Last Sunday Willie, May White, the twins, Sara McEnterfer, Miss Peck, and Brother Constandt accompanied me to Awaba. We drove there in two carriages. For part of the way the road was very bad. I spoke to a little company of about thirty. A large number of them were children. We had a good meeting, but we shall have to help them fix up the church, and pay for it. Lt114-1898.8

Brother and Sister Heaton and Brother Woods, who has recently embraced the truth, walked down last Sabbath to church. Our carriage met them half way. The day was very hot, and Sister Heaton was taken ill and could not attend the meeting. She says it was the heat. People who will walk eight miles for the privilege of attending meeting must have an earnest desire to hear the truth. When they let us know, we always send our team to meet them. Lt114-1898.9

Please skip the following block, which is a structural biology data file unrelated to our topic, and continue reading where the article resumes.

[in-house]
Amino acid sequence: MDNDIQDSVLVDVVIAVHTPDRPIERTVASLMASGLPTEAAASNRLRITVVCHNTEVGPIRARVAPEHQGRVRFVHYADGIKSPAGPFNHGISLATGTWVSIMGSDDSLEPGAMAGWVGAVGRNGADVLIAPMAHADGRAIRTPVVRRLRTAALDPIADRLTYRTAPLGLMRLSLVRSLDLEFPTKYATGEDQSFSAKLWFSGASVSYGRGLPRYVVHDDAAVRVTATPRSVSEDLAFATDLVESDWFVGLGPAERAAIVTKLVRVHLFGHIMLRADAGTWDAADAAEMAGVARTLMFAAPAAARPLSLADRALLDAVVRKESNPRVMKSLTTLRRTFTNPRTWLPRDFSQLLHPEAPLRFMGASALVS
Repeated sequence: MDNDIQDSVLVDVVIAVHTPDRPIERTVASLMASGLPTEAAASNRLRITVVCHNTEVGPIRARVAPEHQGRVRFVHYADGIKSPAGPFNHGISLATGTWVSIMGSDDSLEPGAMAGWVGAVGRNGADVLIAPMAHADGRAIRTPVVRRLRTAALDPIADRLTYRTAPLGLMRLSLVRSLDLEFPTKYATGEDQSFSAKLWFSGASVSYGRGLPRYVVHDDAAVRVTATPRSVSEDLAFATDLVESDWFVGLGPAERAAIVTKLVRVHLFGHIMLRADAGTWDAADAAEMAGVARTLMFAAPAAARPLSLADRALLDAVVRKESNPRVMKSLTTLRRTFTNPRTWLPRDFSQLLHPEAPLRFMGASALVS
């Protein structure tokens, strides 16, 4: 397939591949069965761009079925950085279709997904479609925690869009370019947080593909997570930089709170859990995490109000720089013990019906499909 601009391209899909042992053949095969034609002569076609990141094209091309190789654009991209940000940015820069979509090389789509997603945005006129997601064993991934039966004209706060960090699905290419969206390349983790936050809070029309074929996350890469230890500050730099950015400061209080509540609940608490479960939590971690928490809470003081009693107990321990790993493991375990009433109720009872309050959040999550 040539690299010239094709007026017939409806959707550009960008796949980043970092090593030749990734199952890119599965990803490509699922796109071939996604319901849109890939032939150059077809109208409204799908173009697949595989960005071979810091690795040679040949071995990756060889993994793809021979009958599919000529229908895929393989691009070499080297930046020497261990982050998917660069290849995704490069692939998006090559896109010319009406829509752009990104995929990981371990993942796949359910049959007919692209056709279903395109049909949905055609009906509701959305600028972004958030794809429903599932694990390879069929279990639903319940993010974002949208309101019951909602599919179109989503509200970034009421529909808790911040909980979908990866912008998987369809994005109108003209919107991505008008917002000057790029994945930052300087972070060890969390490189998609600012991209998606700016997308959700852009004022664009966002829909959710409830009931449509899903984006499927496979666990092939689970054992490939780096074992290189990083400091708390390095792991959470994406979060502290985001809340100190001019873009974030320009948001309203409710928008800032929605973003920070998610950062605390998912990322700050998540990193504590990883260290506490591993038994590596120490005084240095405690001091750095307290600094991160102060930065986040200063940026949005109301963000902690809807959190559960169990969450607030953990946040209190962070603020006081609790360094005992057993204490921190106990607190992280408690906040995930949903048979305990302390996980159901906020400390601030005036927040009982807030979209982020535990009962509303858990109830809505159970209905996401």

I mention these circumstances that you may see how few advantanges we have here in this country. The ministers do not visit the people, who are left as sheep without a shepherd. This is all the better for us, for they are starving for spiritual food. Lt114-1898.10

The people who live at Dora Creek, three miles from here have no way of getting to meeting unless we send our horses and carriages for them. Meetings are held at Dora Creek in a small building, furnished with rough board seats. One of my workers, Minnie Hawkins, helps in the Sabbath school. W. C. White either speaks to the people himself, or provides some one to take charge of the services. Children’s meetings are also held on Sunday, for the benefit of all who will attend. Lt114-1898.11

We feel deeply the wants of these people. Several have embraced the Sabbath, and have discarded tobacco, tea, and meat. They are truly converted. We must have help from America in this field. In the past our help has come mostly from Africa. Four months since the word was sent me that the one thousand pounds loaned me must now be paid back, as the children are of age, and their portion must be given them. I know not where the means is to come from, unless our brethren in America help us. What to do I know not. Lt114-1898.12